A few of the comments that stuck with us: 1) “Setting goals is about accelerating the work. We must set goals under the influence of the Spirit or we could go in the wrong direction.” 2) “Invitations to keep the commandments that are tied to Jesus Christ help those being taught to accept an invitation because they want to please their Savior.” 3) Everyone has had experiences with God. When we can help those we teach identify and connect with those experiences, it makes them more aware of God in their life and makes it easier for them to connect to additional gospel doctrines.” 4) “If we are dressed in our priesthood / proselyting attire when we start our personal study, we will be more receptive to the spirit as we present our best selves before the Savior – coming with a desire to be taught.”
In the afternoon, Elder & Sister Moomey came to Kenema, dropped off some fans to be repaired, a package for Elder Tenney and some USB sticks we ordered from the U.S. (difficult to buy sticks here that are not knockoffs with poor components) and then had lunch with us. We always appreciate seeing and talking with these good friends and valiant senior missionaries!
On Friday, I took the zone leaders to Tongo for a full day of teaching. I am not sure how to put it into words, but the day was special – and I have been there enough to know a special day when I experience one. And last Friday was one of those days. The elders taught 12 people and could have taught more but we ran out of time. Musu Lahai, Ishmael, Augusta Steven, Agnes Lahai, Moinya, Hanna, Esther, Joseph, Sama, Ibrahim Kargbo, Alex Musu and Samuel Kanu.
We started at Moinya’s home and the lesson was on Temples and Families. Because she lost her 14 year-old daughter last week, her feelings are still very tender. The spirit with which Elder Hansen and Elder Tenney taught the lesson was magnificent. What was most impressive was how Elder Hansen applied the lesson just taught by Elder Nash at zone conference about how the covenants we make with Heavenly Father allow us to firmly grasp His hand so that he can lift us back into his presence. Joseph was sitting next to him and with their hands clasped he explained the principle. It was a memorable and powerful teaching moment.
We then drove into the bowels of Tongo (if that is the even the right term) to the Eastern end where we taught Musu Lahai (not related to the Agnes Lahai). Musu had been part of the Winner’s Chapel group and has been coming to our Church for some time now, but she has never been taught. She is not married and has no children. We had quite an audience of young children, teenagers and a couple of other adults. We are confident we could grow the teaching pool there in her neighborhood, although getting there was a bit of a challenge with the truck. We crossed a creek where the bridge was broken. We had to set a log across one side of it so that I could place one front tire on it and the other on the bridge portion still intact. Finding someone to guide me across was the problem. If I needed to turn right or left, rather than just point in that direction I needed to move, most would start waving their hands and shouting to stop. Finally, one of the many men who had gathered was able to help me. It was both funny and serious at the same time.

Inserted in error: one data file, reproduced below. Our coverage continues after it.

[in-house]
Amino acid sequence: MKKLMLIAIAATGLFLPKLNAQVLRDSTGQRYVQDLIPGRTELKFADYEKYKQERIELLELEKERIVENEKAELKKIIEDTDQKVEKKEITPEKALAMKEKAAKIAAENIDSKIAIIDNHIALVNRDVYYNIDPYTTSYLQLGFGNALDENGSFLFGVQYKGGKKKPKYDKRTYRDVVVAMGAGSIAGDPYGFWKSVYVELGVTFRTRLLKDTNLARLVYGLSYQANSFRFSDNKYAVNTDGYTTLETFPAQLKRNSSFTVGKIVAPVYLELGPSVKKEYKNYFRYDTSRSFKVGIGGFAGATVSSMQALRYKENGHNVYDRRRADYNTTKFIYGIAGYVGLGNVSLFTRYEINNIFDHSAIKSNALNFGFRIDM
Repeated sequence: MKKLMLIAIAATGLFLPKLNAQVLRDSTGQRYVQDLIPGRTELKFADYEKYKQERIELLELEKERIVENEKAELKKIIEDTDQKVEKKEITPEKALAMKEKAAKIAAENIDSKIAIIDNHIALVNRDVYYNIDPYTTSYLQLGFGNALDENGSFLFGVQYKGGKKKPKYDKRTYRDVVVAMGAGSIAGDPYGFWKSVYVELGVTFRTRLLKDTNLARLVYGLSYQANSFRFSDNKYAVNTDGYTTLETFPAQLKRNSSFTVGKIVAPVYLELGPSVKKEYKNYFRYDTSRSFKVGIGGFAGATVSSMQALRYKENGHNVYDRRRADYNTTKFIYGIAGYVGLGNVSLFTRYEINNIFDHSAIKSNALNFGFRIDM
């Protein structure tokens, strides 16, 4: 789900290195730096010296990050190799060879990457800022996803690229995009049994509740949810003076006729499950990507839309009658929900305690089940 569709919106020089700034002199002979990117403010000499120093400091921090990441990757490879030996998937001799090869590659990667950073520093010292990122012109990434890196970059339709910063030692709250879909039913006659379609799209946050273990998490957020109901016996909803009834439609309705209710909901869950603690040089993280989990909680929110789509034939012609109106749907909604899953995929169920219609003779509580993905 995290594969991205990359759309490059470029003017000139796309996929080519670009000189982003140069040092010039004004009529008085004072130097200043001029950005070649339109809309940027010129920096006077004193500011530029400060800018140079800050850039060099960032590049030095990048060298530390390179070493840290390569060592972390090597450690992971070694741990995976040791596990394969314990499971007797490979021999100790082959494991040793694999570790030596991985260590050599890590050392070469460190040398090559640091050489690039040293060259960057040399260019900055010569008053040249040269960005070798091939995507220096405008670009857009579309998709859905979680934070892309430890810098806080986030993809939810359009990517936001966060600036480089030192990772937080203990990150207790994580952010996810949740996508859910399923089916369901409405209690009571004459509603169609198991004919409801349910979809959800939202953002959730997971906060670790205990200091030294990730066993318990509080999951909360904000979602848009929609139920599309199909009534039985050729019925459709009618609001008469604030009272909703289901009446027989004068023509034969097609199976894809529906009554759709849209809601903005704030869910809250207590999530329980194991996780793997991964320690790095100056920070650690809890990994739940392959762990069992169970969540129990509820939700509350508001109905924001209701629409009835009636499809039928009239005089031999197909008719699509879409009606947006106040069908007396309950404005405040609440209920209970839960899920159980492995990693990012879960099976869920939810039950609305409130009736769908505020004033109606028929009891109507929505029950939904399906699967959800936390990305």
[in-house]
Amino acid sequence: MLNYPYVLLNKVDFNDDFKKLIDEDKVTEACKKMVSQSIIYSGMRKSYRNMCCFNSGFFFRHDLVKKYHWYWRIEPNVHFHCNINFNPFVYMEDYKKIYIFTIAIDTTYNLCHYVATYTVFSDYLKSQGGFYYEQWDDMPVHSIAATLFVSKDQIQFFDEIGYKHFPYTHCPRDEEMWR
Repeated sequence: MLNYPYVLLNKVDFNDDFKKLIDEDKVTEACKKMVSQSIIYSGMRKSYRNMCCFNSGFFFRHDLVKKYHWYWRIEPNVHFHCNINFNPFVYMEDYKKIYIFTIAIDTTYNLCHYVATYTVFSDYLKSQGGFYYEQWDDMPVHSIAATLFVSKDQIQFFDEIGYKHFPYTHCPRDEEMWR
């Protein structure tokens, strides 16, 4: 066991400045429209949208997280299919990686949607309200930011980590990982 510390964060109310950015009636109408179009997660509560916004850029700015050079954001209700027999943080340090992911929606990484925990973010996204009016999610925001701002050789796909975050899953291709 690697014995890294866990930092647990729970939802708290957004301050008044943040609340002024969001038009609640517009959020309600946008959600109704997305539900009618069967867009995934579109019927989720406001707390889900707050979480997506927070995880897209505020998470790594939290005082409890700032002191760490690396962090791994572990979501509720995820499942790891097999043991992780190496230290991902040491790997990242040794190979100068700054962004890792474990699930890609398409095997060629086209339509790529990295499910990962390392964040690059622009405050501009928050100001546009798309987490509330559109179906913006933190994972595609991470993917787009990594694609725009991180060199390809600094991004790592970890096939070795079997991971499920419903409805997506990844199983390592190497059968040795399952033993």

From there Elder Tenney and Brother Konuwa went to see Sister Augusta Steven and Elder Hansen and I went to teach Agnes Lahai. Sister Iye Dennis lives next door (she was recently baptized) so she joined as well. What was amazing was how quickly Agnes understood the concepts and it was she who was able to explain it to Sister Iye. She is a smart, impressive and spiritual 11 year-old young woman. When we finished at the Lahai’s we drove over to Sister Steven’s home where the other Elders were just finishing with their lesson. We met Brother Steven (they live in the police barracks and his office is just 100 feet away from their home). Again Sister Steven prepared food, this time pumpkin stew on rice. It was amazing.